Police Officer


Stephen Lawrence and his legacy ahead of the anniversary of his death

As the 30th anniversary of Stephen Lawrence’s murder is approaching, academics specialising in policing and criminology at the University of Hull reflect on the impact of his legacy.

On Thursday 22 April, 1993, 18-year-old Stephen Lawrence was brutally murdered in a racist attack while waiting for a bus with his friend. Stephen was a sixth-form student, who lived with his family in Eltham in South London.

His murder sparked outrage and eventually highlighted ongoing racism within Britain, with the Metropolitan Police being found as being ‘institutionally racist’ following an inquiry into their investigation of his death.

Stephen’s parents continually fought for justice for their son and two of the original suspects in the murder were eventually found guilty in 2012.

Now, on the 30th anniversary of his death, it’s timely to reflect on the importance of his legacy and how impactful this has been in policing and justice across the UK.

Professor of Criminology and Victimology at the University of Hull, Professor Simon Green, said: “We should remember Stephen Lawrence’s racially-motivated murder for three reasons.

One, the tragic loss of a young life filled with potential. Two, Stephen’s parent’s search for justice and the subsequent exposure of the Metropolitan Police as ‘institutionally racist' in the MacPherson Report. And three, the ongoing reminder that racism – both institutional and individual – continues to adversely shape the lives of Black, Asian and Minority Ethnic people in the UK.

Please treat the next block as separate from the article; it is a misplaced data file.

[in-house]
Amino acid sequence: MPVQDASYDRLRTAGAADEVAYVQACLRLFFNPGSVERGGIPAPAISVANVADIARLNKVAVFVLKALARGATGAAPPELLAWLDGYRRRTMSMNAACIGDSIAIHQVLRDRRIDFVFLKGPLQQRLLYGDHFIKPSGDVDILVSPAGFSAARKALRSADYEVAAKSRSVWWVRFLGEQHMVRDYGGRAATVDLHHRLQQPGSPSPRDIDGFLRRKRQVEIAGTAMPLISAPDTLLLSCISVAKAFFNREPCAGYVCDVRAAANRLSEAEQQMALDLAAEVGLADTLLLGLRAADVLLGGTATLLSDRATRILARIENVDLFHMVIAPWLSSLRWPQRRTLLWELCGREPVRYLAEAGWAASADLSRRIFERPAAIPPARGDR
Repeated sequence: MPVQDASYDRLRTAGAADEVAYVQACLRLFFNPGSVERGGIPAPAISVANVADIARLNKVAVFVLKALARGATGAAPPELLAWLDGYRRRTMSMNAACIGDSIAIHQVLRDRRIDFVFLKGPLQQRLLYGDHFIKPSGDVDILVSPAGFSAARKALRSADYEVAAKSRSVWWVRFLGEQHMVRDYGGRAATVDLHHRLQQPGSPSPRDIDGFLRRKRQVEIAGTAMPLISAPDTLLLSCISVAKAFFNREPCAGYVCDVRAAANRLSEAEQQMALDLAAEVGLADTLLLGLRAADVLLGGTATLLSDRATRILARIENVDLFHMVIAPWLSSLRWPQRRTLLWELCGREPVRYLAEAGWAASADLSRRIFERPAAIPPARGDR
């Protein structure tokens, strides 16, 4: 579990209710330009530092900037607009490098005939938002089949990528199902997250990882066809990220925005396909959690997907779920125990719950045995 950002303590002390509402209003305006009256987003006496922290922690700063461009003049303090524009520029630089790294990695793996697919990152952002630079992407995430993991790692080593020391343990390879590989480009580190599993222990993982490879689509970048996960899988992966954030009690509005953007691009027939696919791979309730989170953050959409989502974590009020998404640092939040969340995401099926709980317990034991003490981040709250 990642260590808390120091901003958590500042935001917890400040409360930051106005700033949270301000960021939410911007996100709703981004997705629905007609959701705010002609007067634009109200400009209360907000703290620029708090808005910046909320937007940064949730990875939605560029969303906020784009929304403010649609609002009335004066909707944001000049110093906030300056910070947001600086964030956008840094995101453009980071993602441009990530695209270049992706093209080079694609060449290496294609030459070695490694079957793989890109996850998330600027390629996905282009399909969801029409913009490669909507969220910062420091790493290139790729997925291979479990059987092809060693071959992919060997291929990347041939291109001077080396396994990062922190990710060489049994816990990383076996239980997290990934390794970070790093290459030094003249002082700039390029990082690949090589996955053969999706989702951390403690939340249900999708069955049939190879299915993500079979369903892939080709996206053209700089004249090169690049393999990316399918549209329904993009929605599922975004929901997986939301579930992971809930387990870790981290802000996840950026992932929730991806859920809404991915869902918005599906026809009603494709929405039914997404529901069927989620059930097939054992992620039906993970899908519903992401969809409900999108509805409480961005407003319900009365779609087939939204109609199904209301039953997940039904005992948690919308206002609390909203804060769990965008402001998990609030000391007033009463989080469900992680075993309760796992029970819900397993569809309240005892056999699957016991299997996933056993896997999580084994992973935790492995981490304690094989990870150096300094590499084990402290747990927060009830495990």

Professor Simon Green

“There have been some important changes since Stephen’s murder. The introduction of ‘hate crimes’ in the 1998 Crime and Disorder Act and the emphasis on the victim’s perception of whether an offence was ‘motivated by hostility or prejudice’ demonstrates society’s intolerance towards racism and empowered victims to report racist crimes.

“Stephen’s parents' search for justice highlighted so many problems in policing that have not – and should never – be taken off the agenda. But there is a long way to go and meaningful, sustainable change doesn’t happen quickly.”

Speaking on how Stephen’s legacy continues to change the world around us, lecturer in Professional Policing at the University of Hull and former Assistant Chief Constable of Humberside Police, Darren Downs, said: “Policing has changed as a direct consequence of the Lawrence Inquiry and the tireless work of Stephen’s family since the tragic event.

“There are still significant amounts of work to do and a long journey ahead, but it has made a difference and will continue to do so. As soon as I look at the challenges that lie ahead around community cohesion, race and equality, the first thing that comes to my mind is Stephen and that is how it should be.

“The desire to change and continue to be better is there and the drive and passion I see around many public bodies across the criminal justice system is fantastic.

I don’t think we would have achieved as much if it wasn’t for the Lawrence report, the drive of Stephen’s family and the legacy it has created.

Darren Downs

When looking at the changes made in recent years, Professor Simon Green said: “At the University, we are helping to teach the next generation of police officers and we routinely talk about this and many other examples of injustice and discrimination with our students.

“But the real issue remains in the space between ‘classroom’, ‘training centre’ and what is ‘learnt’ on the job. To change this we must work with the police to bring new evidence, experience and expertise into their organisation and through this challenge their (and our own) systems and assumptions to create a fairer, safer and more tolerant society.”

After Stephen’s death, the Stephen Lawrence Day Foundation was set up to inspire a more inclusive society and to bring opportunities for marginalised young people in the UK. To learn more about the invaluable work the charity does each day, visit their website here.

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